With infections, history often repeats itself.

We have to repeat experiments many times to establish accurate data. In the case of the protease inhibitor program that was first initiated by Pfizer in 2003, when the world saw another coronavirus cause the SARS epidemic, our scientists were working on ways to treat SARS patients. At the time, a compound was discovered that showed great promise in the laboratory, however it did not continue to clinical development because the SARS epidemic had resolved. Now, 17 years later, we are in the midst of a pandemic caused by a related coronavirus. We still have many scientists who were involved with the initial program and they were able to use molecular modeling to show that the protease for both the SARS and the COVID 19 viruses are very similar. This observation gave us confidence to reactivate the program. We now have data that show that indeed the compound identified as an inhibitor for the coronavirus that causes SARS can inhibit SARS-CoV-2, the COVID-19 associated virus, via its 3CL protease. This is very exciting, but only the beginning. We now need to determine if there is a formulation of the compound that can be used for patients and conduct toxicology and other pre-clinical studies before it can enter clinical testing. We are working closely with regulatory agencies to look for ways to accelerate the potential development of this compound.

And curiosity is an inherent part of the job.

At a time when most people have questions about coronavirus and the current environment that we find ourselves in, I, too, have questions. The first is, obviously, will we succeed in developing vaccines and drugs that can be used to protect the population against COVID-19? With every new data point there are new questions. During my career I’ve seen that there isn’t a right or wrong path, and that ultimately when you make choices one often gets to the same place in the end, but some paths take longer. Rather like a game of Chutes and Ladders. In the current situation, we can’t afford to fall down any chutes, we need to work together to make sure that we are finding all the ladders so we can reach the goals in the most expedited manner.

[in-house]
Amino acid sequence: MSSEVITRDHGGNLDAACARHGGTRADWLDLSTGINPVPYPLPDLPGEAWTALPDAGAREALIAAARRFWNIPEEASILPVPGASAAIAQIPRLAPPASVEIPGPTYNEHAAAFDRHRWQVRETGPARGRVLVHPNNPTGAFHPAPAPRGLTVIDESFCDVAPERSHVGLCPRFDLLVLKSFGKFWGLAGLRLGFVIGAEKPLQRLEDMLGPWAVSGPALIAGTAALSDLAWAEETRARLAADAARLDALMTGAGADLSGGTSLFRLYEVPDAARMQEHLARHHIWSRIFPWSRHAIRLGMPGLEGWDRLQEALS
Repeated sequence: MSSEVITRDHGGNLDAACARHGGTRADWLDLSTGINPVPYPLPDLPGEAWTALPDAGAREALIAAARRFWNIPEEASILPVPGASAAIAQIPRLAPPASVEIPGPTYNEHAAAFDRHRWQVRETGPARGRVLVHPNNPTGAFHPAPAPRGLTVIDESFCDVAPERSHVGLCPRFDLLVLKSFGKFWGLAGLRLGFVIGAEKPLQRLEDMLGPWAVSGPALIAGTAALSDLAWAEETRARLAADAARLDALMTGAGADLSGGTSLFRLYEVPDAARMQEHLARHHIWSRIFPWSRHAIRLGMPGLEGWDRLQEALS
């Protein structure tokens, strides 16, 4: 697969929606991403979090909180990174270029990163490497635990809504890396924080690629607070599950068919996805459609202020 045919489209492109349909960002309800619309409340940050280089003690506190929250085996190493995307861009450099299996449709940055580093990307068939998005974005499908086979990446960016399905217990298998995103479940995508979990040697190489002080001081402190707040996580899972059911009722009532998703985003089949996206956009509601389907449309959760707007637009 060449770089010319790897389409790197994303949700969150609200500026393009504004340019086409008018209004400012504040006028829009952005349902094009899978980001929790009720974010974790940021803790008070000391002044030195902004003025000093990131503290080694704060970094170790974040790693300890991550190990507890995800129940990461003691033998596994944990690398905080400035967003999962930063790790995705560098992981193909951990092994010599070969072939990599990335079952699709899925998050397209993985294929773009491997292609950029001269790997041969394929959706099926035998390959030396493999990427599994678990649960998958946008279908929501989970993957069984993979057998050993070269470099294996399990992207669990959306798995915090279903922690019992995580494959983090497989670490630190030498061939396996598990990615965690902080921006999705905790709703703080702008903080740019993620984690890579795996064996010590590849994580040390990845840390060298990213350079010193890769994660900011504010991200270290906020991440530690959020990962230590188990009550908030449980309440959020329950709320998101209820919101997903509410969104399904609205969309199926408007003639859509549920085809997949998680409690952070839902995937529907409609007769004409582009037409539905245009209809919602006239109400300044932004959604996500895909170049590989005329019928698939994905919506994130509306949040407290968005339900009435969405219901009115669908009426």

And, yes, it does keep me up at night. It’s certainly a daunting task to develop vaccines and medicines during a pandemic. The pressure is on and even while the rest of the world is on lock down, we still need scientists to go to the labs every day to do this work. Whether they are our Pfizer scientists or academic collaborators, they are all doing truly amazing work.

When my day job ends, my other life begins.

After my workday ends, I try to spend as much time with my family as possible. I am enjoying having our family home. Our social life is now a Zoom social life, but we’ve had the opportunity to go back to traditions that we had before the kids were out every weekend night. There are lots of family-cooked meals, baking traditional English food (yes there is such a thing) and waving at neighbors from a distance while we walk the dog. My family is my biggest inspiration and they support and motivate me to work on developing preventions and treatments for infectious diseases.

 

MORE ON COVID-19
How to stay safe and prevent the spread.

Emergency uses of the Pfizer-BioNTech COVID-19 Vaccine have not been approved or licensed by the FDA, but have been authorized by the FDA, under an Emergency Use Authorization (EUA) to prevent Coronavirus Disease 2019 (COVID-19) in individuals 5 years of age and older. COMIRNATY is licensed by the FDA for individuals 16 years of age and older. In addition, COMIRNATY is under EUA for individuals ages 12 through 15, a third dose for certain immunocompromised individuals 12 years of age and older, and a booster dose for certain individuals 18 years of age and older. The emergency uses are only authorized for the duration of the declaration that circumstances exist justifying the authorization of emergency use of the medical product under Section 564(b)(1) of the FD&C Act unless the declaration is terminated or authorization revoked sooner. Please see EUA Fact Sheets at www.cvdvaccine-us.com.

Y
Yolande Morris